I am VERY pleased to announce that this afternoon I reached my fund-raising goal of $5,400! I’m really overwhelmed by how generous everyone has been in helping me to make this trip feasible.
This past week I read Sarah A. Lanier’s Foreign to Familiar, which I liked much better than Ministering Cross-Culturally. Halfway through this book, I decided that everyone should read it, even if they aren’t going anywhere, just to help understand other people. I felt like the approach was much less, “This is everything you need to do and I will interpret it for you with my particular Biblical context,” and more, “These are ways that different cultures look at the world, and these are problems that people frequently encounter when moving between two very different worldviews.” The book is written for people moving in both directions, not just for westerners going to third-world countries, which is what I felt the other one was. One of the things that I really loved is that she’s been all over the world and talked to all kinds of people, so the examples were drawn from a really broad range of experiences. She talked about all sorts of things, like spontaneity vs. planned schedules, conceptions of when an event starts (if the wedding starts at two, does that mean that the ceremony starts at two, or does the bride start putting on her dress at two? It depends on how you define “the wedding”), privacy vs. inclusion, etc. She spoke briefly about the struggle of being a woman going to cultures where women generally take a more subordinate role, and things that she has worked out to respect both herself and the culture she is visiting.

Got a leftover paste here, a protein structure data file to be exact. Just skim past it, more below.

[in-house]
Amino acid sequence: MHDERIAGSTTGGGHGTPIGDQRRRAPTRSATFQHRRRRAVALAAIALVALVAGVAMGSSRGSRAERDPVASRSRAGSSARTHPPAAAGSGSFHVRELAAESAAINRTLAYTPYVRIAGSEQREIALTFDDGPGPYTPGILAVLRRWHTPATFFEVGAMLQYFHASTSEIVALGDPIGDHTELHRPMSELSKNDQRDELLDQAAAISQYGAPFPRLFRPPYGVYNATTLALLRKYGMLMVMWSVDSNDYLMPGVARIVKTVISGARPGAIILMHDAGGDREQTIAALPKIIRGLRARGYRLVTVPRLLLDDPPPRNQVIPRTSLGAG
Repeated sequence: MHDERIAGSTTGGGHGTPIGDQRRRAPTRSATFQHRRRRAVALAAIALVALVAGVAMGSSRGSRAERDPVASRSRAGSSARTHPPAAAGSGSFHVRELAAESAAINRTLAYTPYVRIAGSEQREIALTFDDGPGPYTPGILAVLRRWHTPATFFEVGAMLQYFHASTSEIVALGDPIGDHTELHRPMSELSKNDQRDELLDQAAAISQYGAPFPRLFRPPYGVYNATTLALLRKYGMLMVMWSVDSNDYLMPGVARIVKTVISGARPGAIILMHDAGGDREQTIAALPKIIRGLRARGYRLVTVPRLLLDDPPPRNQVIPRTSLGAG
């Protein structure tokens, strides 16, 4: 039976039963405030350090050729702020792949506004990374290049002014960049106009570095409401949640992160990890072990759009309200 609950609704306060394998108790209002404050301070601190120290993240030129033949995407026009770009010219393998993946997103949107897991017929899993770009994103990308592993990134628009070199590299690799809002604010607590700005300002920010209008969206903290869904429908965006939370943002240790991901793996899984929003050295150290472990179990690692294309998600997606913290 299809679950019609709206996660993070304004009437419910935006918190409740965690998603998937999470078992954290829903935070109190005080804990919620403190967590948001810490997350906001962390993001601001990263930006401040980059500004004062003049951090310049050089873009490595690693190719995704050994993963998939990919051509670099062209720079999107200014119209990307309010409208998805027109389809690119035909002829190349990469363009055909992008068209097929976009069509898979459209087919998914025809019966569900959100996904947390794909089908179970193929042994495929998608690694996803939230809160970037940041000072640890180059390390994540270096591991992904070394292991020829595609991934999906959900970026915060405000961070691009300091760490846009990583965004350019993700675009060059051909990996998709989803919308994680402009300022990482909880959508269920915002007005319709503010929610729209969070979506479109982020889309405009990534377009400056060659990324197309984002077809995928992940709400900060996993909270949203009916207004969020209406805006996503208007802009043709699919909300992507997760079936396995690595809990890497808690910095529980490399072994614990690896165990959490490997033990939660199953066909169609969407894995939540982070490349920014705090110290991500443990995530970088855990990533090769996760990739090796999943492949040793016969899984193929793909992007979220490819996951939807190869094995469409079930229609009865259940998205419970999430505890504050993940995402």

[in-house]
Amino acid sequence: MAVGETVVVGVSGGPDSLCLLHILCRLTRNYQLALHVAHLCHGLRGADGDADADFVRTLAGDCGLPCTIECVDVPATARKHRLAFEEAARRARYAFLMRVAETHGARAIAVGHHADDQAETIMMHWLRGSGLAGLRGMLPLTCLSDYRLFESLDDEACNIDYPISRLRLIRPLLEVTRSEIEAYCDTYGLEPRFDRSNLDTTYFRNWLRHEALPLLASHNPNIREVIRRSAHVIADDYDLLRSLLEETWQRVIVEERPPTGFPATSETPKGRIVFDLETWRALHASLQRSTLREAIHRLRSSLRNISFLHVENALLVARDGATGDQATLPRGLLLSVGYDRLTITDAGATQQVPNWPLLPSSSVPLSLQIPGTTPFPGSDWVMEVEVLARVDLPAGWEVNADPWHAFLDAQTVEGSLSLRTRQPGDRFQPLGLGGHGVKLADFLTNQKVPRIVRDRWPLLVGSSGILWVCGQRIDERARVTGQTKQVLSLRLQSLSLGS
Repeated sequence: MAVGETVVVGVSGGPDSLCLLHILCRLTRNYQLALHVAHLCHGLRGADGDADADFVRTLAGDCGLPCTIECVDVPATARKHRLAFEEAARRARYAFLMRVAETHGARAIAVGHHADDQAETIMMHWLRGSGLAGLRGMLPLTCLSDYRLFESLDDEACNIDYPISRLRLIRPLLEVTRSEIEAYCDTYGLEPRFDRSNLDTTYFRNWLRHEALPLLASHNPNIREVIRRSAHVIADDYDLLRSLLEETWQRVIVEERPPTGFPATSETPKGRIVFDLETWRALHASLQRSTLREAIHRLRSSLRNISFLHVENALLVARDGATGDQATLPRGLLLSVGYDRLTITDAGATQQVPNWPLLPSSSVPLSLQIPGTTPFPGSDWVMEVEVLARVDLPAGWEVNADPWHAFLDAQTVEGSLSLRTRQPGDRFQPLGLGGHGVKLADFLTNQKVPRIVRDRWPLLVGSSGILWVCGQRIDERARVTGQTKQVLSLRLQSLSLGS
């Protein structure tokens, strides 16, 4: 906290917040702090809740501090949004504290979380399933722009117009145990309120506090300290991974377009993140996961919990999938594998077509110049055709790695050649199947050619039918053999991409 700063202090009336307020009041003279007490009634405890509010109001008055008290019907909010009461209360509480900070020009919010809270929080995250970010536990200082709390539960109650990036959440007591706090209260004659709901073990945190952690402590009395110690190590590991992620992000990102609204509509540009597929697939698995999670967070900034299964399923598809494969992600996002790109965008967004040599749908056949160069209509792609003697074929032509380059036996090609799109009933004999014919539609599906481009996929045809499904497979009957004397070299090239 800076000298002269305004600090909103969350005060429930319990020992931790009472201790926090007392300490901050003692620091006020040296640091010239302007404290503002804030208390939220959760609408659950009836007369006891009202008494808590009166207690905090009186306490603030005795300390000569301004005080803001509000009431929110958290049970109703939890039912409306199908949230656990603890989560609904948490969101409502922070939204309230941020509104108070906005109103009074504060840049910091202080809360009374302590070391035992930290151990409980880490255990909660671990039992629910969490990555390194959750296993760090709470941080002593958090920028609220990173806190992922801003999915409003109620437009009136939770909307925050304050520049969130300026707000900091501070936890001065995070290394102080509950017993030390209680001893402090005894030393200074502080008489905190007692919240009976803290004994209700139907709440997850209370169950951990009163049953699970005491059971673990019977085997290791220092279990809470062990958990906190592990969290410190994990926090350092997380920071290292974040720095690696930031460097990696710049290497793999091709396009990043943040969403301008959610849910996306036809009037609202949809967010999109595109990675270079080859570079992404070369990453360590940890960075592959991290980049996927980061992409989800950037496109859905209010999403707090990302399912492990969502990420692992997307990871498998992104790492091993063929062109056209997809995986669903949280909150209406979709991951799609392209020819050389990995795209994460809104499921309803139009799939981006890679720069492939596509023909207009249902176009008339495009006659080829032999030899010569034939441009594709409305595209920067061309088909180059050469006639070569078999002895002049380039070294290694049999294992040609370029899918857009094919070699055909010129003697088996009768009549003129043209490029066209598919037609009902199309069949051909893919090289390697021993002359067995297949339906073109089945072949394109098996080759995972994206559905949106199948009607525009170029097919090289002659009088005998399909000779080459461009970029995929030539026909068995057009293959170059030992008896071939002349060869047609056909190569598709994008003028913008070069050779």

I could talk about this book for a long time, but I will just say that the narrative style really clicked, and the things she said made sense to me — broader ideas that fit into things I have observed, and helped provide a framework in which to understand them — and that I both enjoyed it and learned a great deal from it. If you have a chance, I highly recommend that you read it. It’s only 120 pages. And the print is big. I read it in an hour and a half — and I was pausing about every three pages to read bits out loud.